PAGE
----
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Bureau of Mines / Minerals yearbook 1988
Year 1988, Volume 1 (1988)

Ampian, Sarkis G.
Clays,   pp. 251-288 PDF (5.3 MB)


Page 283

TABLE 31 —Continued 
KAOLIN: WORLD PRODUCTION, BY COUNTRY' 
(Thousand short tons) 
Country2 
1984 
1985 
1986 
1987P 
1988e 
Pakistan 
13 
7 
41 
36 
35 
Paraguay 
55 
66 
~66 
~66 
66 
Peru 
1 
(8) 
7 
(8) 
(8) 
Poland 
50 
53 
54 
~54 
55 
Portugal 
115 
88 
60 
63 
66 
Romaniae 
450 
450 
450 
440 
440 
South Africa, Republic of 
1 50 
142 
139 
167 
~203 
Spain (marketable)9 
352 
456 
413 
477 
440 
SriLanka 
12 
6 
7 
8 
~8 
Swedene 
(3 8) 
(8) 
(8) 
(8) 
(8) 
Taiwan 
88 
84 
70 
74 
~90 
Tanzania 
2 
2 
e~ 
e~ 
2 
Thailand 
65 
118 
~146 
~228 
~297 
Turkey 
61 
76 
86 
148 
~231 
U.S.S.R.e 
3,100 
3,200 
3,300 
3,300 
3,300 
United Kingdom 
3,296 
3,472 
3,21 1 
3,372 
3,750 
United States1° 
7,953 
7,793 
8,549 
8,827 
~9,891 
Venezuela 
24 
~25 
~24 
28 
~27 
Vietname 
1 
1 
1 
1 
1 
Yugoslaviae 
6222 
225 
230 
235 
275 
Zimbabwe 
1 
1 
1 
1 
(8) 
Total 
r22,751 
r24,6~ 
25,765 
26,455 
28,365 
e Estimat~i. P Preliminary. r R~i~d. 
1 Table includes data available through July 9, 989. 
2 In addition tothe countries listed, China, Lebanon, and Suriname also produced
kaolin, but information is inadequateto make reliable 
estimates of output levels. Morocco produced less than 500 tons in each of
the years covered by this table. 
3 Reported figure. 
4 May include ball clay and other clays grouped for statistical purposes
as kaolin. 
5 Excludes Western Australia. 
6 Data for year ending June 30 of that stated. 
7lncludes kaolinitic clay. 
8 Less than 1/2 unit. 
9lncludes crude and washed kaolin and refractory clays not further described.
10 (~olin sold or used by producers. 
CLAYS MINERALS YEARBOOK—1988with a more aggressive marketing strategy.
The takeover of ~ small- and medium-sized British brickmakers continued with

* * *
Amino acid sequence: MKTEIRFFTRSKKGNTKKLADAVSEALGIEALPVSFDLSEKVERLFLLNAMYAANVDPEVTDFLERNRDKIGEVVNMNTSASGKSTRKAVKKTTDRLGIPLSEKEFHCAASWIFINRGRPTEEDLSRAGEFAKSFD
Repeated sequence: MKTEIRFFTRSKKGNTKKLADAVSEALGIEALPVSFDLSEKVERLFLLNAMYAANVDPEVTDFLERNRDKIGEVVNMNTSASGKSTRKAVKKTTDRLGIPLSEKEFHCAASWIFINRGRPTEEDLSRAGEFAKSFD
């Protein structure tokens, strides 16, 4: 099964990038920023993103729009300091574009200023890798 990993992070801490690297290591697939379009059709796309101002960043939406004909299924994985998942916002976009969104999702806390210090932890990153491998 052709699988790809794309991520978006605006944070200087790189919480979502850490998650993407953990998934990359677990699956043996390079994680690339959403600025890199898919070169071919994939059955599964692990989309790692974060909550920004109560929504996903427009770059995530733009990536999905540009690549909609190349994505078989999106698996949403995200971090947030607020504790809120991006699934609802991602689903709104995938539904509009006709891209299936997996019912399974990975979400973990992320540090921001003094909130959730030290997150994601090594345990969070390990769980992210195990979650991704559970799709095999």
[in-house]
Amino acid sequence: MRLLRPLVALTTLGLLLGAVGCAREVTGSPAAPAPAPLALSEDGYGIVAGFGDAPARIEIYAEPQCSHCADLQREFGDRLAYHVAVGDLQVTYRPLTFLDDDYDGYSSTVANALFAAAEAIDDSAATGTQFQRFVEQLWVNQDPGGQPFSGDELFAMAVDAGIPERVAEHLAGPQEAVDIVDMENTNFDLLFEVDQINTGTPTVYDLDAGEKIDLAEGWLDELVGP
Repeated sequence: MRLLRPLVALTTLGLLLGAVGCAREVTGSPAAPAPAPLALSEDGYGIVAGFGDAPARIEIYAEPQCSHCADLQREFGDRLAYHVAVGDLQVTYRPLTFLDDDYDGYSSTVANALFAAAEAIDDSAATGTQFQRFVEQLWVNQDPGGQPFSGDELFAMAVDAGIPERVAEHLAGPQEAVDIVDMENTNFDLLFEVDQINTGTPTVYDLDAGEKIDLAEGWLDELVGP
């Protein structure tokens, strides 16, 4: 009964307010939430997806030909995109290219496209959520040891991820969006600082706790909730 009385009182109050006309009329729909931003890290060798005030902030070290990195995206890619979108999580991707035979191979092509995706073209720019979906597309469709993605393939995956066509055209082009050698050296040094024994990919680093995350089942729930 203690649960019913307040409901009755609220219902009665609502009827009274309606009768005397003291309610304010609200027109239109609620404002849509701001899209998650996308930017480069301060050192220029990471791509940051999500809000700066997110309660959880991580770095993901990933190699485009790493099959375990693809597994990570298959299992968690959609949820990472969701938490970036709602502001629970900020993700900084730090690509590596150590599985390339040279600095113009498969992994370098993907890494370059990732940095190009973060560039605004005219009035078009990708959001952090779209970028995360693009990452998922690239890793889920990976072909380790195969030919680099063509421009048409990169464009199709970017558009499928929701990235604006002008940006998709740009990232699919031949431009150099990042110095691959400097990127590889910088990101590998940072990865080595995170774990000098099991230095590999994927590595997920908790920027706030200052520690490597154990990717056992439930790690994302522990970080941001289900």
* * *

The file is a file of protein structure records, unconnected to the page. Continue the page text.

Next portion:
the multinational industrial conglomerate, Hanson Trust PLC, bidding $100
million for George Armitage and Sons PLC.27 Armitage produced about 104 million
bricks per year at its 3 brick factories: Howley Park (57 mulion) and Swillington
(31 million) near 
Leeds, and Whinney Hill (16 million) at Accrington. The Armitage line also
included payers, hand-thrown, terra cotta, and specialty abrasion-resistant
materials. The building materials division of Tarmac PLC agreed to buy the
Avonmouth-based Severn Valley Brick Co. (Sevalco), the United Kingdom subsidiary
of the American Company Phelps Dodge Corp., for $20 million?~ 
In earlier moves, Tarmac purchased Westbrick Ltd. and Hawkins Tiles Ltd.,
both of which specialized in the high-quality end of the market such as specialty
shapes and colored and handmade bricks. In keeping with its restructing program,
Alfred McAlpine PLC sold its Scottish brickmaking works, in Errol, Perthshire,
to Marley PLC for $5.4 million.29 This acquisi~ tion, Marley's first in Scotland,
produces a full line of facing and engineering bricks and tiles. The newly
~ operational Lingl tunnel kilns are currently producing about 10 million
bricks per year, all from locally derived clays. Marley plans to expand the
market area for the company's bricks into northern England. Finally, the
engineering, building, and construction materials firm, Marshalls Halifax
PLC, merged with the Wakefield clay brick producer, George Armitage and Sons
PLC to form a new diversified construction company.3° 
 A major undertaking was instituted at Baggeridge Brick PLC's newly rebuilt
brick factory at Hartlebury for the production of slop-molded brick.3' Slop-molded
bricks are relatively uncommon in the United Kingdom and initial output at
the factory was to be about 13 million bricks per year. The new bricks closely
resemble old handmade bricks and are not surficially sanded. Another new
product introduced by Baggeridge was its new line of true blue bricks from
the new Lin~1 tunnel kiln at its Kingsbury factory. 2 Ordinarily, blue bricks
are fired batchwise in intermittent kilns. Commissioning of the new tunnel
kiln, part of an overall $13 million investment at Kingsbury, strategically
fits the company's goal of producing high-quality facing and engineering
bricks from the local Etruria mails. The new kiln will be producing upward
of 500,000 blue bricks weekly. 
 ECC's ceramic division invested $11 million to establish a clay plant, claimed
to be the most comprehensive and modern centralized unit of its 
283 


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